Finders Keepers by Stephen King. And speaking of escapist reading, Stephen King is pretty much the master of compulsive storytelling, and in this crime thriller he kept me guessing all the way – how would all the story threads finally pull together? I was desperately nervous for the characters I’d grown to care so much about, especially young hero Pete whose plight reminded me a little of the boy character, Mark, in John Grisham’s The Client. As he did in Misery, King riffs on the topic of psychopathic obsessions with writers and their characters.
Best Australian Science Stories. I so enjoyed dipping in and out of this collection, which covers topics from anthropology to robotics, medicine to maths and everything in between. I was familiar with some of the issues, like the ‘march’ of the cane toads, brain training, and the anti-statin medication debate; but a lot of them were new to me. There are fascinating facts to quote to your friends, and some of the portraits of scientists working at the coal face are deeply moving as well as inspiring.
Island Home by Tim Winton. Really beautiful and really thought provoking – I couldn’t resist reading passages of this aloud to my husband, who is now reading the whole book for himself. I think it’s a must-read for anyone who has spent time in the Australian landscape, or is interested in the creative process.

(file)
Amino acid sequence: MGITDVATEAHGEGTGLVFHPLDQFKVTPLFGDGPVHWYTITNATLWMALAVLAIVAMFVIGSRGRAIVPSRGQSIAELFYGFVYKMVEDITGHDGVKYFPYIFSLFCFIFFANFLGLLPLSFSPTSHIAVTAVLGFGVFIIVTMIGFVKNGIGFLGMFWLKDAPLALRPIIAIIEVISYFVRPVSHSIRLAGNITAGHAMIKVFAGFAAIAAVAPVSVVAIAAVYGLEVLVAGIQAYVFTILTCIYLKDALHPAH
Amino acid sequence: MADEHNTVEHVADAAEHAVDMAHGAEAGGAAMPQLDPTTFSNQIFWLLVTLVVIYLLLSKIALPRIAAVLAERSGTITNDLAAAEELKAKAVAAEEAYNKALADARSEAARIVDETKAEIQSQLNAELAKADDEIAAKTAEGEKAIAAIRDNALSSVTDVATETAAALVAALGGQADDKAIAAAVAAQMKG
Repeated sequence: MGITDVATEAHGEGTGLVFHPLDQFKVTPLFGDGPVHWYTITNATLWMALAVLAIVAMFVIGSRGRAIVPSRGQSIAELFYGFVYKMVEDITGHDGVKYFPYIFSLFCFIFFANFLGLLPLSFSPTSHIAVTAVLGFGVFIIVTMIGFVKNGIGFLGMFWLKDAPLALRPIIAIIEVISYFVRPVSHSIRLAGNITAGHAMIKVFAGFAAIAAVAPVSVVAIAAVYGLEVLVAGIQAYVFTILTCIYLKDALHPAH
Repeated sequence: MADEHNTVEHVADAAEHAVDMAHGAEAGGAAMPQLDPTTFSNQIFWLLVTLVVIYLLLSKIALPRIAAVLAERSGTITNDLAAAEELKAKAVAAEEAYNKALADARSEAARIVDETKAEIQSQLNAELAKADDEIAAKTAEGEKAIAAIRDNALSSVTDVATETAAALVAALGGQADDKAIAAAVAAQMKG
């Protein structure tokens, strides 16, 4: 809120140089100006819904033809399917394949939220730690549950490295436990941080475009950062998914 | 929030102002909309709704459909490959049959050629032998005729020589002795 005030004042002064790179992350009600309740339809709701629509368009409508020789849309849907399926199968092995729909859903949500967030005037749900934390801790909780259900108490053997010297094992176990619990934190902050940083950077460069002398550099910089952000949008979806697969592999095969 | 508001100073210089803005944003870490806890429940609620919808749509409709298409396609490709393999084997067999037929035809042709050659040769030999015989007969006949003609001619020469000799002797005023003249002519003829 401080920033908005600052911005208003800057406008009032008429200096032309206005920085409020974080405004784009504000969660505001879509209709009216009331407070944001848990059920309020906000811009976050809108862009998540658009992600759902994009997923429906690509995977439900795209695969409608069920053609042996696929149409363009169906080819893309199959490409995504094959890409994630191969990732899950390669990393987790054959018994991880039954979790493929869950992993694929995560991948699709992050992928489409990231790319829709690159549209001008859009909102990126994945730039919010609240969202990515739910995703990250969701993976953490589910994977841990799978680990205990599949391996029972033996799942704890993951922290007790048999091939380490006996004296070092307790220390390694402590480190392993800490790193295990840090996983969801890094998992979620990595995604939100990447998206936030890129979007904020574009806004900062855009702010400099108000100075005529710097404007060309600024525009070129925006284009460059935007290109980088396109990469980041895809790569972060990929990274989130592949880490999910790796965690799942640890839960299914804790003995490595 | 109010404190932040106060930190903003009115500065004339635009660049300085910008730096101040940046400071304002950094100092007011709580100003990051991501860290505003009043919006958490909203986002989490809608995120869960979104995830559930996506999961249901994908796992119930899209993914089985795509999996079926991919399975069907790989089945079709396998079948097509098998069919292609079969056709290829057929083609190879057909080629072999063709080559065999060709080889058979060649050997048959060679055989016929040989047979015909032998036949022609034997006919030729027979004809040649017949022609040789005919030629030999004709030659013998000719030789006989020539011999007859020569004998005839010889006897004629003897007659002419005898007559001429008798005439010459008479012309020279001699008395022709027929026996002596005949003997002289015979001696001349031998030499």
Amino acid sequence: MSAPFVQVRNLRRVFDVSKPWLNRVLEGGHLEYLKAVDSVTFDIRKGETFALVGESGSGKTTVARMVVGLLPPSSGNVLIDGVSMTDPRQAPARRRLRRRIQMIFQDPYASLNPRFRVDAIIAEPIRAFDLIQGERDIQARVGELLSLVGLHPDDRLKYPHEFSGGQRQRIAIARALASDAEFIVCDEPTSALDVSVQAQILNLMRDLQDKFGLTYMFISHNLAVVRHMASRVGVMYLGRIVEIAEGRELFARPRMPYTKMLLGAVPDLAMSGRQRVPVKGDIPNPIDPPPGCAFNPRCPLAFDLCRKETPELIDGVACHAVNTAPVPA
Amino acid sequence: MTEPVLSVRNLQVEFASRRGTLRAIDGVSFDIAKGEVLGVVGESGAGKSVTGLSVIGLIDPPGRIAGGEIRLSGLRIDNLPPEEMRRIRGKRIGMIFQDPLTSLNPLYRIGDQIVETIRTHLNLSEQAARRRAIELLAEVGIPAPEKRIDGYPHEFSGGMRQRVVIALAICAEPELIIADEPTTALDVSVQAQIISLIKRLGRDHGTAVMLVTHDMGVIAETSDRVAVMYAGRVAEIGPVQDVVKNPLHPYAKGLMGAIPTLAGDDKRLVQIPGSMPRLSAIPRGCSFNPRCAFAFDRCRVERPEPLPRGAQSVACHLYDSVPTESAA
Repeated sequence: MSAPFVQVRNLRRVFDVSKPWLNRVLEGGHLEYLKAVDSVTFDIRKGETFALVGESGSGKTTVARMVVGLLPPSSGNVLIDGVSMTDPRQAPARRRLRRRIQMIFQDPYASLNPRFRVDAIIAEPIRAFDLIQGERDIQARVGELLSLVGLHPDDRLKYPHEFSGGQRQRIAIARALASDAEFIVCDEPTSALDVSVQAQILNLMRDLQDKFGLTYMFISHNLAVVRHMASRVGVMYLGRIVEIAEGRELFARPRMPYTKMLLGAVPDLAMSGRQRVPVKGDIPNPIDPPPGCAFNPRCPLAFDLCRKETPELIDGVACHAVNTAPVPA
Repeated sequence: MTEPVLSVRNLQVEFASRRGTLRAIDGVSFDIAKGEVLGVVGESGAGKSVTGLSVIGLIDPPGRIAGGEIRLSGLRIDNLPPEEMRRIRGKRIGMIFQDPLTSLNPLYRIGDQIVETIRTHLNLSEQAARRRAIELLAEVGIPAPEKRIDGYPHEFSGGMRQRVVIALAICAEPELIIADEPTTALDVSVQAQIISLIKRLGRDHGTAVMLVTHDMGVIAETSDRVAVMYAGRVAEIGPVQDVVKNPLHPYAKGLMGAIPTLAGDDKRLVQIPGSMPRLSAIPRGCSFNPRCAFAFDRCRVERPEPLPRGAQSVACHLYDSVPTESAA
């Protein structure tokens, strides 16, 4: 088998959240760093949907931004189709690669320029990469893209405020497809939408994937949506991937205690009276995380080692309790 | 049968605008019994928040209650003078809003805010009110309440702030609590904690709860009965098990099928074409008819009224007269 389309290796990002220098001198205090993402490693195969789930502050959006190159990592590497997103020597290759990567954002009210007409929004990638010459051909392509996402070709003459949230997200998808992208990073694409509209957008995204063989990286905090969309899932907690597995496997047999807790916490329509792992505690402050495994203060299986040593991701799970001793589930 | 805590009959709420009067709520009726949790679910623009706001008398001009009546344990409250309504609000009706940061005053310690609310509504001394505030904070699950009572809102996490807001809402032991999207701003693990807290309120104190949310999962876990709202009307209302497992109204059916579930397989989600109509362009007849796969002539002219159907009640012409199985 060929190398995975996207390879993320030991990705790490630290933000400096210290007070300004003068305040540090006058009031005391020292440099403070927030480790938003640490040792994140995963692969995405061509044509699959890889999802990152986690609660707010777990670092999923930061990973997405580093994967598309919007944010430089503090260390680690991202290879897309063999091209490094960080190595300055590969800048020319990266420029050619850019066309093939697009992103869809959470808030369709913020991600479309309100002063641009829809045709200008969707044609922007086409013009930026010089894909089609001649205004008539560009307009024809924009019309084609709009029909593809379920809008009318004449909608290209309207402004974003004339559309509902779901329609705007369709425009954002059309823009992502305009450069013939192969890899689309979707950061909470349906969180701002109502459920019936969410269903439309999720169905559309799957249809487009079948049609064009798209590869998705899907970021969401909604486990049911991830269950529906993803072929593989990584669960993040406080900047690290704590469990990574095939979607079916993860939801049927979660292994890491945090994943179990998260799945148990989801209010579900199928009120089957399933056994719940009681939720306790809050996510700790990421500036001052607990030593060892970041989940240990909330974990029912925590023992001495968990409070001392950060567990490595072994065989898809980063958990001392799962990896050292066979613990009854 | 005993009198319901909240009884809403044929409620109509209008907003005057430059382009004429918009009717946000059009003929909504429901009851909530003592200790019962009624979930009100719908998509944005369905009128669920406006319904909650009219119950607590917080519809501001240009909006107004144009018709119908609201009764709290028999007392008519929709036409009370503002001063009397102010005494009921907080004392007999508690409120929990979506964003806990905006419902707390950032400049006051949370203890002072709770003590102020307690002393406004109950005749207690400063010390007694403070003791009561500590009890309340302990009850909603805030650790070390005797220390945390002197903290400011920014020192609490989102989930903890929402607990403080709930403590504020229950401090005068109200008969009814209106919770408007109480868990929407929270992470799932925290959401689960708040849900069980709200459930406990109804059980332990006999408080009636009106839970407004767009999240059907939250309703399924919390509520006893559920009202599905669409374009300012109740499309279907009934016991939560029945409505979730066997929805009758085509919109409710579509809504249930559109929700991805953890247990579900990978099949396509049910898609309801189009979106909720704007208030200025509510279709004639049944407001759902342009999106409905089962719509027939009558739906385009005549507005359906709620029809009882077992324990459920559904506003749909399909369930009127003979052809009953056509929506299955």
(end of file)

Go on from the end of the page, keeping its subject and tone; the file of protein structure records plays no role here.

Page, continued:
The Anti-Cool Girl by Rosie Waterland. Rosie Waterland has led a pretty extraordinary life: as a kid she experienced constant relocation, trips to rehab with her mum, assault, bullying, PTSD and eating disorders, her father’s death and mother’s attempted suicides. In this book she shares it all as if she’s chatting to you in person in a loud room, over several wines. She had me laughing out loud and gasping in horror all at the same time.
Close Your Eyes by Michael Robotham. I love crime fiction and particularly Michael Robotham. This is the eighth in the Joe O’Loughlin series, but it can be read stand alone. Close Your Eyes moves at a fast pace right the way through to the ending – and it’s a real shock. A hugely entertaining page turner.
The Story of the Lost Child and the other novels in the Neapolitan quartet. I can’t really tell you what these beautiful books are about; they’re about everything and nothing. They’re about lifelong friendship, love and jealously and told in a way that is compelling and addictive. I can’t wait for book five!
Charlie Anderson’s General Theory of Lying. It’s a quirky and entertaining read about an unlovable man called Charlie who is a philanderer and a liar, yet has charisma and charm that makes you want to know more and read more. It’s brutal and funny at the same time and had me engaged right to the end.
Click on the covers below to find out more about each of these titles.